Montale’s Grave

By Jonathan Galassi b. 1949 Jonathan Galassi
Now that the ticket to eternity
has your name on it, we are here to pay   
the awkward tribute post-modernity
allows to those who think they think your way

but hear you only faintly, filtered through   
a gauze of echoes, sounding in a voice
that could be counterfeit; and yet the noise   
seems to expand our notion of the true.

An ivory forehead, landscape drunk on light,   
mother-of-pearl that flashes in the night:   
intimations of the miracle
when the null steps forward as the all—

these were signals, sparks that spattered from   
the anvil of illusions where you learned   
the music of a generation burned
by an old myth: the end that will not come.

There is no other myth. This sun-drenched yard   
proves it, freighted with the waiting dead,   
where votive plastic hyacinths relay
the promise of one more technicolor day

—the promise that is vouchsafed to you, scribe,   
and your dictator, while your names get blurred   
with all the others, like your hardest word   
dissolving in the language of the tribe.


Jonathan Galassi, “Montale’s Grave” from North Street and Other Poems (New York: HarperCollins, 2001). Copyright © 2001 by Jonathan Galassi. Reprinted with the permission of the author.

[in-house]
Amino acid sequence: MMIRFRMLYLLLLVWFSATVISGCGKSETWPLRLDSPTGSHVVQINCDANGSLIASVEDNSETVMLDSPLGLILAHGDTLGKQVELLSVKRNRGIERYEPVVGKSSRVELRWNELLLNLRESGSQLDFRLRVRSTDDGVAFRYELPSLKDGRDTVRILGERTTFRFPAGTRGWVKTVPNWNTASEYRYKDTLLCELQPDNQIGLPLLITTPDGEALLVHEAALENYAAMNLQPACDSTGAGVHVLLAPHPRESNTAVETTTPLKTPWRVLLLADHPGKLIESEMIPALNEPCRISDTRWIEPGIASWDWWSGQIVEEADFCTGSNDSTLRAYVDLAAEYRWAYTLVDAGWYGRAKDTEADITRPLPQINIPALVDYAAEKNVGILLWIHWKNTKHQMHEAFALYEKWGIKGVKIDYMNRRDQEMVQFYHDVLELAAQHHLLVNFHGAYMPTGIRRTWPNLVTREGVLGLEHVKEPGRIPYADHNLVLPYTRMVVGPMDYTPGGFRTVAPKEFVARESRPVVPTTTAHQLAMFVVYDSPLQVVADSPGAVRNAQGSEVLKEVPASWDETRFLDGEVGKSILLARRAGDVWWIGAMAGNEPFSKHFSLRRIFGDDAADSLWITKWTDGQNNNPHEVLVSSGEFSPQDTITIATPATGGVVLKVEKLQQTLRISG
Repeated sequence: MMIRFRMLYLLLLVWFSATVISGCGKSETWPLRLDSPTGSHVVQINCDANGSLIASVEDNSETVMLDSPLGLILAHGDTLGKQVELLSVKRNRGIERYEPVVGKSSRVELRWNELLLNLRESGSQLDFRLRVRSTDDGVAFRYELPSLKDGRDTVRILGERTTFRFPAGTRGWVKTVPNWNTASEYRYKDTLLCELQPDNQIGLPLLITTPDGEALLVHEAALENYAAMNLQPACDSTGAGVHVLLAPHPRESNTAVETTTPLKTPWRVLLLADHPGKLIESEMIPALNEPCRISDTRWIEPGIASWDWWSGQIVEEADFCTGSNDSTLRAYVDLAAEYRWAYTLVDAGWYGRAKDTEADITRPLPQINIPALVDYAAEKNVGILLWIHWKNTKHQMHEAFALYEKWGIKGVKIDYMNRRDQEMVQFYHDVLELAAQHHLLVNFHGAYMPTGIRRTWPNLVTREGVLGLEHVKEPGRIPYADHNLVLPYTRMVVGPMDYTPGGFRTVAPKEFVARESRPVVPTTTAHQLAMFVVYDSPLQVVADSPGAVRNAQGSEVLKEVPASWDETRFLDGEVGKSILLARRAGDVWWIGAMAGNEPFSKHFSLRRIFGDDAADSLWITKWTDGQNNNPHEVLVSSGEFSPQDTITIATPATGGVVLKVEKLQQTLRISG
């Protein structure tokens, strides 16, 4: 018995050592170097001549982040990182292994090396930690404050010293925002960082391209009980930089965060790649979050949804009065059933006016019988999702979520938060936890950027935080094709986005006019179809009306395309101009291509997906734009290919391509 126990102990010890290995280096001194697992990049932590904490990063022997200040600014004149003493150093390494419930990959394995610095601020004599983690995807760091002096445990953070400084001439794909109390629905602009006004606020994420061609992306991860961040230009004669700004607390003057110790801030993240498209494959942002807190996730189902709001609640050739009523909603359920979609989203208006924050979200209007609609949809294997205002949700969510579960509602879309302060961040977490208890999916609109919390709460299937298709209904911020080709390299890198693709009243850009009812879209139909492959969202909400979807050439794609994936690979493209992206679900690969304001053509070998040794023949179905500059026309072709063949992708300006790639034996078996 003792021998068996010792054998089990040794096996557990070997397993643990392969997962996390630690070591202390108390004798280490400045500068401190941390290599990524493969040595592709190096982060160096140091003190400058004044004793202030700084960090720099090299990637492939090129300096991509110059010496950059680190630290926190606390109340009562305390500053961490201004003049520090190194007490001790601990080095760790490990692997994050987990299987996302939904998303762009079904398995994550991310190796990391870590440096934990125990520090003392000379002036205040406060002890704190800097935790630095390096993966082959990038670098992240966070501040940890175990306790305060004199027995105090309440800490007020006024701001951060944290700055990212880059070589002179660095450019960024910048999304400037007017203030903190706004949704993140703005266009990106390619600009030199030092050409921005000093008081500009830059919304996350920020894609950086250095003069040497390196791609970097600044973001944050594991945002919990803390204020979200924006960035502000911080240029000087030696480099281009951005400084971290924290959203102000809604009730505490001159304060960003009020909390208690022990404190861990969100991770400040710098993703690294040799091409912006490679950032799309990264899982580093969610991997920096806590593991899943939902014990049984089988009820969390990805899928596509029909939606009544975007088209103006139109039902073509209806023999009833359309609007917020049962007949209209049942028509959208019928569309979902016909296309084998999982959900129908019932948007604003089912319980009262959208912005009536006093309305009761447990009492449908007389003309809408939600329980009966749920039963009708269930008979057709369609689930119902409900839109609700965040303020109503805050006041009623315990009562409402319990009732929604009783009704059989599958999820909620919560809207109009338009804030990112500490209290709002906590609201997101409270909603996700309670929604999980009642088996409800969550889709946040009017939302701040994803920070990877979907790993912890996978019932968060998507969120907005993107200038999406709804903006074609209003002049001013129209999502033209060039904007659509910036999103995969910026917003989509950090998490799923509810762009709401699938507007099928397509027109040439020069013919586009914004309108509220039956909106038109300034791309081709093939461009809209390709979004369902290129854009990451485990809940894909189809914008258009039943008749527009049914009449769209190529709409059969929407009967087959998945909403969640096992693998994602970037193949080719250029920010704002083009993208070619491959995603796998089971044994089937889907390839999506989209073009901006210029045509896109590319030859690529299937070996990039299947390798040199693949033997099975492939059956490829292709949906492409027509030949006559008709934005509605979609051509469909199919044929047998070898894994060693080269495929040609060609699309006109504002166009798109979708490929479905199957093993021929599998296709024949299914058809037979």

Source: North Street and Other Poems (HarperCollins Publishers Inc, 20002001)

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Poet Jonathan Galassi b. 1949

POET’S REGION U.S., Mid-Atlantic

 Jonathan  Galassi

Biography

In addition to publishing two volumes of poetry, Morning Run (1998) and North Street (2000), Jonathan Galassi is an eminent translator of Italian poetry. He has spent over 25 years studying Eugenio Montale’s poetry and has published several collections of Montale’s work, including Eugenio Montale: The Second Life of Art: Selected Essays (1982) and Collected Poems 1920–1954 (1998). Reviewing Collected Poems for the New York . . .

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Originally appeared in Poetry magazine.

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